finding that a portion of Banking Law § 100–c would be meaningless if applied prospectively only, given the statute's reference to EPTL § 11–2.2(b), which contains a specific date, thus warranting a retroactive application of the statuteSummary of this case from 517 W. 212 St. LLC v. Musik-Ayala
Argued October 23, 1997
Decided November 25, 1997
APPEAL from two decrees of the Surrogate's Court, Onondaga County (Peter N. Wells, S.), entered March 26, 1997, which surcharged appellant trustee the sum of $31,218.36, plus interest, as to Discretionary Common Trust Fund "A", and the sum of $19,871.91, plus interest, as to Discretionary Common Trust Fund "B". The appeal brings up for review a prior nonfinal order of the Appellate Division of the Supreme Court in the Fourth Judicial Department, entered November 8, 1996, which, with two Justices dissenting in part, affirmed an order of the same Surrogate's Court (Peter N. Wells, S.; opn 166 Misc.2d 763), determining that appellant did not violate Banking Law § 100-c (3), 3 NYCRR 22.20 and the trust funds' Plan of Operation by investing common trust funds in mutual funds, directing appellant to reimburse the trusts for management fees of mutual funds in which common trust funds were invested, and ordering a hearing to determine the amount to be surcharged against appellant.
Matter of OnBank Trust Co., 227 A.D.2d 20, reversed.
Carter, Ledyard Milburn, New York City (Jack Kaplan, Richard B. Covey and Edmund J. Behan of counsel), and Melvin Melvin, L.L.P., Syracuse ( Richard M. Storto and Kenneth J. Bobrycki of counsel), for appellant. Hunter and Hartnett, Syracuse (Elizabeth A. Hartnett of counsel), Peter E. McLellan, Robert L. Jokl, Jr., and DeLaney O'Connor (Michael E. O'Connor of counsel), for Elizabeth A. Hartnett, pro se, and others, respondents.
Kramer, Levin, Naftalis Frankel, New York City (Marvin E. Frankel, Michael S. Oberman and E. Lisk Wyckoff, Jr., of counsel), and David L. Glass for New York Bankers Association, amicus curiae. Sullivan Cromwell, New York City (H. Rodgin Cohen, Bruce E. Clark and Mark E. Coyne of counsel), for New York Clearing House Association, amicus curiae.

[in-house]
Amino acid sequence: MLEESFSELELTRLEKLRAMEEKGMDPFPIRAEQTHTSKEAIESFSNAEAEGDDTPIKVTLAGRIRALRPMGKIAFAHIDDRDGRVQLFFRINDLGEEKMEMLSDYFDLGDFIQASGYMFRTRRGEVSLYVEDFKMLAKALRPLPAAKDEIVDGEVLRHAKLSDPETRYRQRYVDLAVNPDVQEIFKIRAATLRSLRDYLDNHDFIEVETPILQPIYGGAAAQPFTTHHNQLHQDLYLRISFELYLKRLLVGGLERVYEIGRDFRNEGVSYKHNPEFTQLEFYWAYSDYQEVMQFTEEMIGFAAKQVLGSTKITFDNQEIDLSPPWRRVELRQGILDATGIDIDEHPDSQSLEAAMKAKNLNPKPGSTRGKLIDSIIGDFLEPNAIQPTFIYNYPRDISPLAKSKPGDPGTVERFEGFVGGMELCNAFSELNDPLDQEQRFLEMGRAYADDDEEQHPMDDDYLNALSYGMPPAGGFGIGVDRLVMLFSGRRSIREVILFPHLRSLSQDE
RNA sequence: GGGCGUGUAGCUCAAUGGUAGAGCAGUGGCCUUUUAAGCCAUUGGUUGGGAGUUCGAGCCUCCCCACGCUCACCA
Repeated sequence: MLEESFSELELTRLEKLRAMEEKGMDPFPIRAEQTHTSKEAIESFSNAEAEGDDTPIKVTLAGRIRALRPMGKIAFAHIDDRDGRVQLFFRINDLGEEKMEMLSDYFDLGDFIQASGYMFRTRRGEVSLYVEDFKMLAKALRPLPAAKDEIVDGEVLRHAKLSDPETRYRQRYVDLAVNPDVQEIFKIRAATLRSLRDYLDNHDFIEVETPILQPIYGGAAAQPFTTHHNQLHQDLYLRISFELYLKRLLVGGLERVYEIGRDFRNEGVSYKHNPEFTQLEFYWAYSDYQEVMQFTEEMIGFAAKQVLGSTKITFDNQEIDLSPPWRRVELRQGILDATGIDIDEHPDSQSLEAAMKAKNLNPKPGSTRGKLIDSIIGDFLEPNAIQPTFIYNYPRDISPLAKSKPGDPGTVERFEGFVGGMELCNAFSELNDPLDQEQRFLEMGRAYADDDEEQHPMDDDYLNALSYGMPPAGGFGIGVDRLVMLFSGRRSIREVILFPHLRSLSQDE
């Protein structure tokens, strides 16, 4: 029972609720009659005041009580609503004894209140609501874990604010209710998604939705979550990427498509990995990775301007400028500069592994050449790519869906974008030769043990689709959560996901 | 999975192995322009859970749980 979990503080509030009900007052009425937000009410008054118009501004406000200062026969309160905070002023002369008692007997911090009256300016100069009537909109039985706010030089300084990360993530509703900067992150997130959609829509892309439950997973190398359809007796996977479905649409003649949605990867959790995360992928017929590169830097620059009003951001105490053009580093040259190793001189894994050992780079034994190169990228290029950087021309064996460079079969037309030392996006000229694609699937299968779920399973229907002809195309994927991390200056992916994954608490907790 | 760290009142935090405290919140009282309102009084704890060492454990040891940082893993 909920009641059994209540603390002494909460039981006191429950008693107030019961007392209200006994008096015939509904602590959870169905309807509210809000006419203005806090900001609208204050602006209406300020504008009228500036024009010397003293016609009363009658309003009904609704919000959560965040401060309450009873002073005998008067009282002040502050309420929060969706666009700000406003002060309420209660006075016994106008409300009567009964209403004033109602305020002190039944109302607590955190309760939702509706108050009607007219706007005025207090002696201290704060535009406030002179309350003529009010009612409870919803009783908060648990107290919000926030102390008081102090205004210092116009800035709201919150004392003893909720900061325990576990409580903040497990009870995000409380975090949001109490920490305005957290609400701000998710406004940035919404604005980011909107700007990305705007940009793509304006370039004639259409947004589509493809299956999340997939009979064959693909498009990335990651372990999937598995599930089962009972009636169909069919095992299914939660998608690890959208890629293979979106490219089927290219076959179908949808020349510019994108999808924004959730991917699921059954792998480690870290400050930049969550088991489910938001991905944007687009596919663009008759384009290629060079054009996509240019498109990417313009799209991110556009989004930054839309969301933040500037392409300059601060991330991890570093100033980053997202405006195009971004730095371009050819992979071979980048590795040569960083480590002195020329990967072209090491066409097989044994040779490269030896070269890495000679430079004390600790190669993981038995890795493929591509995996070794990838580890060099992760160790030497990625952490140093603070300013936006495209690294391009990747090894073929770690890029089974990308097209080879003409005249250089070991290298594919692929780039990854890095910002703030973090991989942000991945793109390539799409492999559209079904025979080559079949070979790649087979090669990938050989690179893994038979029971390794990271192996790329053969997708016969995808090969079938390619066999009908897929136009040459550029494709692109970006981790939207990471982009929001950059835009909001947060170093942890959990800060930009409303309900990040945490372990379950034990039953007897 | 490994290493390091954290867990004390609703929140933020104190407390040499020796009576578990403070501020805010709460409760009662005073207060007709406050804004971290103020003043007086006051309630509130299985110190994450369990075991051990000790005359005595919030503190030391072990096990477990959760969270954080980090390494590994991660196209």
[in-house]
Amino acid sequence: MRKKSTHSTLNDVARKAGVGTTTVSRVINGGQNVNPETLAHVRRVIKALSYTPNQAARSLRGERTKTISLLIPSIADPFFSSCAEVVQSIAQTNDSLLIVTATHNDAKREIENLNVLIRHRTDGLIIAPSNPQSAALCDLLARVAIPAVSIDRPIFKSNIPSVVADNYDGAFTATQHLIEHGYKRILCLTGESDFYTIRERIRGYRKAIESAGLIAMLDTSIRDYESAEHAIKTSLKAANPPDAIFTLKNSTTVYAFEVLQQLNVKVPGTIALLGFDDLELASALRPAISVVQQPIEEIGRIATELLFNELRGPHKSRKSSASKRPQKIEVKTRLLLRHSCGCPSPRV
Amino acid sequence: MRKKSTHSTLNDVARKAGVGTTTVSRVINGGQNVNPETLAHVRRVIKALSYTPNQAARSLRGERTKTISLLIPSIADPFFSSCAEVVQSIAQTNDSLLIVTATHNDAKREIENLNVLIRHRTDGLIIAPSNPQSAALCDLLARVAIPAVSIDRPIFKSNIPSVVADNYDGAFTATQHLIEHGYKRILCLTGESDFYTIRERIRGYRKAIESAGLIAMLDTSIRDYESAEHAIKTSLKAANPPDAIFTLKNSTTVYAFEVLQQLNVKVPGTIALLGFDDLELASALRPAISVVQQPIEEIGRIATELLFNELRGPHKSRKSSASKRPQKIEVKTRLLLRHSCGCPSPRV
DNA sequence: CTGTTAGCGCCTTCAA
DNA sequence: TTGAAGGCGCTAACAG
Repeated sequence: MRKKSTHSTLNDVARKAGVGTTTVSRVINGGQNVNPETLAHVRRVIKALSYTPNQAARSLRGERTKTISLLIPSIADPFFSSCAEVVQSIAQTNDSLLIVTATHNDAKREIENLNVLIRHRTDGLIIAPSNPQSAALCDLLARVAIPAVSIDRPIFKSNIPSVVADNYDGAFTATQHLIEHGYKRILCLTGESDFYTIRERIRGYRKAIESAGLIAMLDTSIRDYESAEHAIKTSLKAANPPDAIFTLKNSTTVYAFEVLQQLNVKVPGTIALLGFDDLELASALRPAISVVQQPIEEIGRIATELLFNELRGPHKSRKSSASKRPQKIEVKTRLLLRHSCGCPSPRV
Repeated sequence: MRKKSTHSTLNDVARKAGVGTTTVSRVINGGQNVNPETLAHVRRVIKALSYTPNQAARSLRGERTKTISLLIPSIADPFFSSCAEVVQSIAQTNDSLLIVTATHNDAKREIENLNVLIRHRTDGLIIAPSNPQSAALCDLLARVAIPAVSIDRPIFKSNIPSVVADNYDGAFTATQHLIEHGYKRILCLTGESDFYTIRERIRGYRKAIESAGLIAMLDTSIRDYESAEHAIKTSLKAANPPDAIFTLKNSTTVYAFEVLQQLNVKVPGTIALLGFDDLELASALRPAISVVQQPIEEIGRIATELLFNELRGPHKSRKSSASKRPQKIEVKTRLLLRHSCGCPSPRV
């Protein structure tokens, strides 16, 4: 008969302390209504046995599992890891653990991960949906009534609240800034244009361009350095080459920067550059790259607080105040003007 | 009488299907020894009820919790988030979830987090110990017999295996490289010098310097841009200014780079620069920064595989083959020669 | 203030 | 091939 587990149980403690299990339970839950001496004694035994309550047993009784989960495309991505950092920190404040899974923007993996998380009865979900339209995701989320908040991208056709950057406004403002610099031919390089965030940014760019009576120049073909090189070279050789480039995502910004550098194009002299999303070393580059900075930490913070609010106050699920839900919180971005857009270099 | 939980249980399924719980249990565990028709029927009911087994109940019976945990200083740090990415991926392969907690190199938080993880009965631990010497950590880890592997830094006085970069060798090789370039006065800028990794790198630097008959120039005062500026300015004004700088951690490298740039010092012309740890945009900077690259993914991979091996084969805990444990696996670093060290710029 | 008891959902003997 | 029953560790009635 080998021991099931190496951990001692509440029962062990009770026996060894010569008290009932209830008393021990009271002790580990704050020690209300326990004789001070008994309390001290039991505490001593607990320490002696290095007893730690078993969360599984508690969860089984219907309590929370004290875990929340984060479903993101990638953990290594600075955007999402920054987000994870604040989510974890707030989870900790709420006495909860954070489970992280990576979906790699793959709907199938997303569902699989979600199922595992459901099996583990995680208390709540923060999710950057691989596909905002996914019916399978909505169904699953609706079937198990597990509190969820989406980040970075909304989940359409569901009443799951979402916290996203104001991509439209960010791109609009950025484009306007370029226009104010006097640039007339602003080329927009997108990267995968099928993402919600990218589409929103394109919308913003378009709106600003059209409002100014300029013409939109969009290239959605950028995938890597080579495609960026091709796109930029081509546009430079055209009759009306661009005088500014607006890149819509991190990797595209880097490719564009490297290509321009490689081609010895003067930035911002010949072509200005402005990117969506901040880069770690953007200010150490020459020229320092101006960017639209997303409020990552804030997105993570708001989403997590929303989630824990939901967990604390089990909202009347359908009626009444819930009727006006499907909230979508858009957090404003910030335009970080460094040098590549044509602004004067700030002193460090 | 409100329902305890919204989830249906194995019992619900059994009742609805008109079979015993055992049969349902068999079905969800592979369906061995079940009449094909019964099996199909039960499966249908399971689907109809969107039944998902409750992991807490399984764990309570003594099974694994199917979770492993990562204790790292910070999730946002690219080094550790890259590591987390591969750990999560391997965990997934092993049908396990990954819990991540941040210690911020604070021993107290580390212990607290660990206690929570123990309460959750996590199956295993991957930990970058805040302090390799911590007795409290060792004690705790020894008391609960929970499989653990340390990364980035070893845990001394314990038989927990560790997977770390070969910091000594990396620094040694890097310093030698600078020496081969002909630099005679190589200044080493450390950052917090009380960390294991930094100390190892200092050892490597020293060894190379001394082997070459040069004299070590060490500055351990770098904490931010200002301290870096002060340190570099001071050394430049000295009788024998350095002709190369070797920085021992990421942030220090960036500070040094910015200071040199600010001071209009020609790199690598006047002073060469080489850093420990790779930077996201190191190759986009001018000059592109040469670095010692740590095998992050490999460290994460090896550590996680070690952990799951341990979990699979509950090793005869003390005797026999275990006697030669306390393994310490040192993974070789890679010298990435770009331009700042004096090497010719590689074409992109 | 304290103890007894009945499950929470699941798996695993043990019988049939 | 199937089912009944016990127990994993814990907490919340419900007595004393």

Does Banking Law § 100-c (3) require that a common trust fund trustee who has lawfully invested in mutual funds itself absorb the mutual fund management fees, or can those fees be paid out of the trust fund? We conclude that such fees are properly payable by the common trust fund.
A common trust fund is essentially a collection of smaller trust funds pooled for joint administration and management. First authorized by the Legislature in 1937, such funds are regulated by Banking Law § 100-c. Before 1937, trustees were sometimes reluctant to administer smaller trusts because they required the same attention and effort as larger trusts but could not support commensurate fees. Pooled trust funds solved the problem by offering the individual trusts more diversification, better management and lower fees while at the same time reducing administrative costs and thereby improving profitability ( see generally, Note, The Common Trust Fund Statutes — A Legalization of Commingling, 37 Colum L Rev 1384 ; see also, Matter of Bank of N.Y., 189 Misc. 459).